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What is General Absolution? What are the Church’s norms regarding General Absolution?

RESPONSE: General Absolution is an exceptional means of forgiving sins that the Church provides in grave circumstances, such as when 1) danger of death threatens a person or group of people; or 2) there are not enough priests to hear the faithful’s confessions in an appropriate time, and the faithful will thereby be deprived of sacramental graces or of Holy Communion for a lengthy period of time (Catechism of the Catholic Church, no. 1483).[1] The diocesan bishop has the authority to judge whether the proper conditions for General Absolution exist.[2] For the faithful to “benefit validly” from General Absolution, they must not only have the intention of “individually confessing their sins” during the General Absolution service (Catechism, no. 1483), but also be “personally resolved to confess in due time each of the grave sins which cannot for the moment be thus confessed.”[3]

DISCUSSION: Our Lord empowered His apostles to be His ministers in the forgiveness of sins (Jn. 20:19-23).

Though God alone forgives sins, He has given priests the power to exercise this ministry in His name (Catechism, nos. 1441-42). The Church teaches that “individual and integral Confession,” i.e., one in which the penitent has the opportunity to give a personal and complete Confession, is the “only ordinary way for the faithful to reconcile themselves with God and the Church, unless physical or moral impossibility excuses from this kind of Confession” (Catechism of the Catholic Church, no. 1484; emphasis added). We are the Father’s sons and daughters (Rom. 12:14-17) for whom His Son Jesus Christ died
(Rom. 5:12-21). He wants us to be in right relationship with Him and He attends to us personally within the family of God, the Catholic Church:

There are profound reasons for [the norm of individual and integral Confession]. Christ is at work in each of the sacraments. He personally addresses every sinner: “My son, your sins are forgiven” (Mk. 2:5). He is the physician tending each one of the sick who need Him to cure them. He raises them up and reintegrates them into fraternal communion. Personal confession is thus the form most expressive of reconciliation with God and with the Church (Catechism, no. 1484).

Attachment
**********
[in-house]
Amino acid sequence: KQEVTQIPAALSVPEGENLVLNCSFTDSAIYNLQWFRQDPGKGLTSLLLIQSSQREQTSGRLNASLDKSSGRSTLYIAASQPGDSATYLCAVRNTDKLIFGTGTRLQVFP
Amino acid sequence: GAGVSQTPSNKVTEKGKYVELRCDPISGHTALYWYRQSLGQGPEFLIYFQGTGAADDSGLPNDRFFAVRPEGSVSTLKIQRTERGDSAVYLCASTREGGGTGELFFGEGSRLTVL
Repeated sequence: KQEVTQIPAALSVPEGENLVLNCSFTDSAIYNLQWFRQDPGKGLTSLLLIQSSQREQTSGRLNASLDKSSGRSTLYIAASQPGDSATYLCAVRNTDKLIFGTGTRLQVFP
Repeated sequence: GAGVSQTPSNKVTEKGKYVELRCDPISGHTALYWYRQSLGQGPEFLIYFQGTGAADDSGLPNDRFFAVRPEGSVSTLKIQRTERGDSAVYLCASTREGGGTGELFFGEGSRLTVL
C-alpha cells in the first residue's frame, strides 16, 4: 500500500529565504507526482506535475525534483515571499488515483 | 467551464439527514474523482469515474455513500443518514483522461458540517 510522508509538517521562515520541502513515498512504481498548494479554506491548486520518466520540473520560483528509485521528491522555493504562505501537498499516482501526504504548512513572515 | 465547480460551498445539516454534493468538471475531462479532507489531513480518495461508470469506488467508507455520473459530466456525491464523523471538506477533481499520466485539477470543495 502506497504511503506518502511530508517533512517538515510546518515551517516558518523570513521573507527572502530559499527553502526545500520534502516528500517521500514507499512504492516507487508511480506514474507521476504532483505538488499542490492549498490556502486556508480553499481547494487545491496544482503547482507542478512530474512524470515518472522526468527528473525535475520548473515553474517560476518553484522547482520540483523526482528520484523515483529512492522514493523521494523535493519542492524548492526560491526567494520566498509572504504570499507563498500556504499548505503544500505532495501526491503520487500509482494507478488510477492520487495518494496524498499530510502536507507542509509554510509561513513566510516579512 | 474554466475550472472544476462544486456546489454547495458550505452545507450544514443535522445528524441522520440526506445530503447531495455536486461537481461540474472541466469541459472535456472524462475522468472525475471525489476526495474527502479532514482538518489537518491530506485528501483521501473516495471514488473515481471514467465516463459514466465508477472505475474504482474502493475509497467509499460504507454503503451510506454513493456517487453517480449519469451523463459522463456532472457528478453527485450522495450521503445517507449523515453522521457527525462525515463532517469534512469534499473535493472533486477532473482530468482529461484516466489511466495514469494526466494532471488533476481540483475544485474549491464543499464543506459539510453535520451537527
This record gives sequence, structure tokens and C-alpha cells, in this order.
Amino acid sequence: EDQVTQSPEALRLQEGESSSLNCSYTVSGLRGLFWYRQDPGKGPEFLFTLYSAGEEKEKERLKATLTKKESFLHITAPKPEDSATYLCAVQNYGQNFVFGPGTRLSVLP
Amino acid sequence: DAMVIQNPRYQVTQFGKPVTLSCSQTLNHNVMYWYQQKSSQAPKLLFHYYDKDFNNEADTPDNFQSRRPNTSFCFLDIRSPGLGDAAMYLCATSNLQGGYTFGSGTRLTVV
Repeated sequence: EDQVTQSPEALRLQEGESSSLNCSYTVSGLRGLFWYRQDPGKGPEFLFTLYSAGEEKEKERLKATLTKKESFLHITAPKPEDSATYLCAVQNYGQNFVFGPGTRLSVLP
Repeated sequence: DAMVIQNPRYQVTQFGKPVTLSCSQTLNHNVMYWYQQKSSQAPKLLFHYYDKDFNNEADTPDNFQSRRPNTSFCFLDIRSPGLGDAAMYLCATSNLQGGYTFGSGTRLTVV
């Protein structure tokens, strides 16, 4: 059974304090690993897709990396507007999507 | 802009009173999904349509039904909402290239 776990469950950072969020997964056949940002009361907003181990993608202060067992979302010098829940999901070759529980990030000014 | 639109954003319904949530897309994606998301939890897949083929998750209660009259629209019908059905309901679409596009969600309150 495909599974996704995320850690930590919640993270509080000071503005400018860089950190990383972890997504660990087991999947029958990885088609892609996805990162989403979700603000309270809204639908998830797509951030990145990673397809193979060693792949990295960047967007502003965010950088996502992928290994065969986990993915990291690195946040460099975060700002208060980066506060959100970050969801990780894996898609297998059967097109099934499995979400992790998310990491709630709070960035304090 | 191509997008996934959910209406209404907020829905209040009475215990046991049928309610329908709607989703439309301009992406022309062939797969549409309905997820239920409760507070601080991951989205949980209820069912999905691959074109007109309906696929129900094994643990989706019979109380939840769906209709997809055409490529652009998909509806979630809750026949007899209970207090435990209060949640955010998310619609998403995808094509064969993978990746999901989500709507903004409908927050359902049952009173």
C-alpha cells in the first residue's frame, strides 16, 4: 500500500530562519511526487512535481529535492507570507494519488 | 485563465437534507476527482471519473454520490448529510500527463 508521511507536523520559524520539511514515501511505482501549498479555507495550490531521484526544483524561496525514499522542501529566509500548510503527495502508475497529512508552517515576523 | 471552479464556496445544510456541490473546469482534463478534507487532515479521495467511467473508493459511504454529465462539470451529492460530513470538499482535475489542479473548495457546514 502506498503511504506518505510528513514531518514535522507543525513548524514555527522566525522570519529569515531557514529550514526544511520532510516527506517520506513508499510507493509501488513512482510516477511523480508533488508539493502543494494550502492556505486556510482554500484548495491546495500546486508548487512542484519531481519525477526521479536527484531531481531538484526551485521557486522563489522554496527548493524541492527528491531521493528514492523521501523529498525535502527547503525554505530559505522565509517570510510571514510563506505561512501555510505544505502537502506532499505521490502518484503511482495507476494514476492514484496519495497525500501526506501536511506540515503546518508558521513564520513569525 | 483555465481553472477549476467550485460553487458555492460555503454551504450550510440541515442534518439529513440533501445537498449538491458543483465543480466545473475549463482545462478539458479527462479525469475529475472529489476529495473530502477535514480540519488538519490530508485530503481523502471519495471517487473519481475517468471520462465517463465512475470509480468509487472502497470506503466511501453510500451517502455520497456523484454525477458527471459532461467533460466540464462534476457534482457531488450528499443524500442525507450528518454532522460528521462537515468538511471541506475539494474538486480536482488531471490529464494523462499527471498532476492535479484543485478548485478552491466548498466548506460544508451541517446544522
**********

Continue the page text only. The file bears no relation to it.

But “in case of grave necessity, recourse may be had to a communal celebration of reconciliation with general Confession and General Absolution,” (Catechism, no. 1483) The diocesan bishop judges if the conditions for General Absolution exist, although Canon Law says that “a large gathering of the faithful on the occasion of major feasts or pilgrimages does not constitute a case of grave necessity” (Catechism, no. 1484).

Also, prior to receiving General Absolution, the faithful should be exhorted to make an act of contrition, “even in the case of danger of death if there is time.”[4] After having the age of reason, every Catholic is bound by obligation to confess grave sins at least once a year.[5] With due regard to the obligation noted in Canon Law no. 989, “a person who has had serious [grave] sins remitted by General Absolution is to make an individual sacramental Confession before receiving another General Absolution unless a just cause intervenes.”[6]

At some large penitential services, penitents have been instructed to replace individual confession with writing one or several sins on a piece of paper, which are then read by a priest and burned. Such a practice violates the Church’s norms previously cited for individual and integral Confession (Catechism, no. 1484). The practice also risks the grave matter of violating the seal of Confession,[7] because papers could possibly be read by more than one person prior to their burning, or those not completely burned could be later obtained from the trash and read by others.













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